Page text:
IGA News

Coronavirus Corporation Tax and VAT

Coronavirus Corporation Tax and VAT

30 June 2020

“I have received a grant from the government to help with the Coronavirus pandemic but now I’m being told that I have to pay tax on it, is that correct?

In order to assist business through the current crisis the government has introduced a number of measures designed to ease cash flow and make funds available to businesses. With many businesses starting to get back to normal a number of members find themselves in a position where they are evaluating their businesses financial health, including their tax liabilities.

The government has supported business with a number of different grants, the most common within the motor industry has been the Small Business Grant Fund, Rural Rates Relief and Retail, Hospitality and Leisure Grant where members have received either a £10,000 or £25,000 grant depending on their business rate liabilities.

Government guidance for the grants has confirmed that these grants should be treated as an income for the purposes of taxation generally.

Corporation Tax

Corporation tax is a tax on the profits from doing business as a limited company (or certain other clubs and co-operatives).

As any grant received will be defined as an income for the business, it will be considered for the purposes of Corporation Tax. However corporation tax will only apply in the event an entity is profitable.

The current corporation tax on profits is 19% (with some exceptions). However there are capital allowances and other reliefs available which can reduce a company’s tax liability. It is likely that there will be tax reliefs on the expenditure supported by the grants and as such this is something that should be raised with your accountant well in advance of preparing your accounts.

VAT

The government and HMRC have not provided any guidance as to the VAT status of any of the various Coronavirus grants. It is therefore unclear as to whether the grants will be subject to VAT or count towards turnover for VAT registration limits.

That said under normal principles grant income is not given in return for the supply of a service and generally falls outside the scope of VAT. It is therefore likely that any grants received would be outside the scope of VAT and no output VAT should be accounted for. It is also likely that any grant income should be disregarded for VAT registration and deregistration limits.

The applicability of VAT and its calculation is a very complicated area. HMRC have provided further guidance on Grant income which can be found here.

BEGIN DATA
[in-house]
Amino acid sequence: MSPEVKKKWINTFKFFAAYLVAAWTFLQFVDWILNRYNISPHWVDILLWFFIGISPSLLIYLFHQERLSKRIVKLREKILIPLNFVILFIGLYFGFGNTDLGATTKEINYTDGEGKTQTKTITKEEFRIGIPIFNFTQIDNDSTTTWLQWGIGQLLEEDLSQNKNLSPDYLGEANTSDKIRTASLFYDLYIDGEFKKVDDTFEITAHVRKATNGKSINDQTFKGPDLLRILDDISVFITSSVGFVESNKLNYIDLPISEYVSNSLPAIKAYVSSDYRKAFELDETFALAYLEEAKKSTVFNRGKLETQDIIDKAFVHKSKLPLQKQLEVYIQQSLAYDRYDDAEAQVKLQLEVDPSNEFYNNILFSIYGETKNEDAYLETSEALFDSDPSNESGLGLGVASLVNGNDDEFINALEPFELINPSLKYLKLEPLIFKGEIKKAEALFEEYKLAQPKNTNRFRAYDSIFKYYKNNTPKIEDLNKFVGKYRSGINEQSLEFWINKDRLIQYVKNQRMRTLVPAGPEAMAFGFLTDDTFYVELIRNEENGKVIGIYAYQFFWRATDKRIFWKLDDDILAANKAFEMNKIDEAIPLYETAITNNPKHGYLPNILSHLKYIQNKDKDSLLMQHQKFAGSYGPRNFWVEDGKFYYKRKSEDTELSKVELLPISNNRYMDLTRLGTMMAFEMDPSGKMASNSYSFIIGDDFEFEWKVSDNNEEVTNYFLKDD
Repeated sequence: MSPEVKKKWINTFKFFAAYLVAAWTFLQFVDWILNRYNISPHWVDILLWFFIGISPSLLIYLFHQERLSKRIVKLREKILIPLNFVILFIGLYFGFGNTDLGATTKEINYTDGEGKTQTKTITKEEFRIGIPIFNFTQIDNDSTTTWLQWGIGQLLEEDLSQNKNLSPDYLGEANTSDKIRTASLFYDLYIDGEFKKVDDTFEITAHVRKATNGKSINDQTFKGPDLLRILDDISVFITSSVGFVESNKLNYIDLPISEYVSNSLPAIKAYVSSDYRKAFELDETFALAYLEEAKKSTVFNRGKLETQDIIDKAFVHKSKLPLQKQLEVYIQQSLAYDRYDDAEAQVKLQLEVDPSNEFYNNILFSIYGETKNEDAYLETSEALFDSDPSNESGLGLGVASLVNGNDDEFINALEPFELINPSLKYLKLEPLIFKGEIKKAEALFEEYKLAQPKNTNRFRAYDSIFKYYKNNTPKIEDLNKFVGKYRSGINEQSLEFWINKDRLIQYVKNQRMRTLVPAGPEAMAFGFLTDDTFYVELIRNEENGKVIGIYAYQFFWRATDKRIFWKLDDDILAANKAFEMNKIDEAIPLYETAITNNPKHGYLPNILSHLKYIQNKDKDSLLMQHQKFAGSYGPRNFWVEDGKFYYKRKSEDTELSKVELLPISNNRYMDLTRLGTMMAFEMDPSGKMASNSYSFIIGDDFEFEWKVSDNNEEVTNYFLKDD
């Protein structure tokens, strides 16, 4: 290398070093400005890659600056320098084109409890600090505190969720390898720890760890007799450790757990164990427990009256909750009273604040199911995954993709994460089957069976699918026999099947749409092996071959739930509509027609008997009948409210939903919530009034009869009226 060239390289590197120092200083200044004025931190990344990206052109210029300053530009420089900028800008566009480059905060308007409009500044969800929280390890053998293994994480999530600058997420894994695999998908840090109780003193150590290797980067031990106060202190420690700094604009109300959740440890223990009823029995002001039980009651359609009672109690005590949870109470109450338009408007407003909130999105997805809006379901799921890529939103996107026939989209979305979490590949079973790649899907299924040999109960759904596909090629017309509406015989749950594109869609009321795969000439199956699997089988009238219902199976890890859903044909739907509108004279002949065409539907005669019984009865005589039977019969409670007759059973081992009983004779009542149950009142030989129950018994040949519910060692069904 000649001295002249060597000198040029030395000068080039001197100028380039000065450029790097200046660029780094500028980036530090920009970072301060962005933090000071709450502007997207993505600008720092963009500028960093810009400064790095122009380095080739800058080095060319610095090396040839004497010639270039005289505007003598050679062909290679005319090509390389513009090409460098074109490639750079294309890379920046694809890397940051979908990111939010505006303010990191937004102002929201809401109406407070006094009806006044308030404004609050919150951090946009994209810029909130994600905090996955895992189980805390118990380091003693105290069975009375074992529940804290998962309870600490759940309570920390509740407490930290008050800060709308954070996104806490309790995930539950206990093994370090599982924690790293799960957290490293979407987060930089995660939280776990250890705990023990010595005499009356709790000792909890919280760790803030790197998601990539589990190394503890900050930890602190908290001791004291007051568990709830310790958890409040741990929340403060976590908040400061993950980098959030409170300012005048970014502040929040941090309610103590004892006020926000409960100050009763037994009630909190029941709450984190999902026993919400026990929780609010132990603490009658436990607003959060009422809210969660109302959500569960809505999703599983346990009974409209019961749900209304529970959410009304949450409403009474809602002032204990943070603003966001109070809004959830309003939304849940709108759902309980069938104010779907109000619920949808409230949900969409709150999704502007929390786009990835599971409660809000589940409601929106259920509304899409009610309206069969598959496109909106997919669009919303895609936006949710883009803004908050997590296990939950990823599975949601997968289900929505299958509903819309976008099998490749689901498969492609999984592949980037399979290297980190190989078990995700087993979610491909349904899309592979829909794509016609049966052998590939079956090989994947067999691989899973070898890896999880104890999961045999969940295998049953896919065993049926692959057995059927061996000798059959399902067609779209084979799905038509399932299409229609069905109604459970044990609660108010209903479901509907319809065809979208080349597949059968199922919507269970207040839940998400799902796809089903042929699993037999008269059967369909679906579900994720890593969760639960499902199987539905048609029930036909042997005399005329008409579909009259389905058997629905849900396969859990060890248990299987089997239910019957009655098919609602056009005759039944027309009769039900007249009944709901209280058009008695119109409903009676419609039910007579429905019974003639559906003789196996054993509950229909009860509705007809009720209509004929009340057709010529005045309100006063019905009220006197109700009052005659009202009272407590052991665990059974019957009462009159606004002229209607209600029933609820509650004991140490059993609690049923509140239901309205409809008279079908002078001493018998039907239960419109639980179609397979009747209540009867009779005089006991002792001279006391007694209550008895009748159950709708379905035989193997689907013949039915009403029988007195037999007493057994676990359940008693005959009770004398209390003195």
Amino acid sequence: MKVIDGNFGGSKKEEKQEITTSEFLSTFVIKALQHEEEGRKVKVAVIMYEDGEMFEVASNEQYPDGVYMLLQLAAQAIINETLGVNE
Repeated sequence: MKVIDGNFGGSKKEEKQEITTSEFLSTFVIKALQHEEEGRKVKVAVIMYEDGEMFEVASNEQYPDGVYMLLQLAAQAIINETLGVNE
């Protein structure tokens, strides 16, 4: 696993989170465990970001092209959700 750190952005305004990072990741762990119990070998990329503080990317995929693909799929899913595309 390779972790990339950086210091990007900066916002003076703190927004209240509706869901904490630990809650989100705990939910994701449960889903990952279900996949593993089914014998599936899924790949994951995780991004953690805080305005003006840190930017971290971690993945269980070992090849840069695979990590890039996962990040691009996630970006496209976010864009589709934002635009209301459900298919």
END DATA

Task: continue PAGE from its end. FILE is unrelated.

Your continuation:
VAT Deferrals

As we are discussing VAT, it should be noted that in order to support business cash flow the government has allowed business to defer VAT payments due between 20 March 2020 and 30 June 2020.

Under the scheme businesses can defer:

  • Quarterly and monthly VAT returns’ payments for the periods ending in February, March and April
  • Payments on account due between 20 March 2020 and 30 June 2020
  • Annual accounting advance payments due between 20 March 2020 and 30 June 2020

However VAT returns must continue to be submitted and any payments due after 30 June must be paid as normal.

If a business chooses to defer any payments these must be made on or before 31 March 2021

You can only defer:

  • Quarterly and monthly VAT returns’ payments for the periods ending in February, March and April
  • Payments on account due between 20 March 2020 and 30 June 2020
  • Annual accounting advance payments due between 20 March 2020 and 30 June 2020

Further guidance on the deferral of VAT can be found here.
In Conclusion

Any grants and income received will have to be accounted for when the dust settles. What if any tax becomes due will depend on how your business has bene able to trade but will only be a percentage of any profits. The precise tax liability of any business is a complicated matter and can only be ascertained by a suitably qualified professional with intimate knowledge of a business’s trading. We strongly advise that any members seek advice from their accountants early to be able to ensure that they accurately accounts or any income in order to reduce any liabilities and ensure they obtain any tax relief to which they are entitled.

This advice is general in nature and will need to be tailored to any one particular situation. Should you find yourself in the situation above, contact the IGA direct member helpline or 0845 305 4230 at any stage for advice and assistance as appropriate.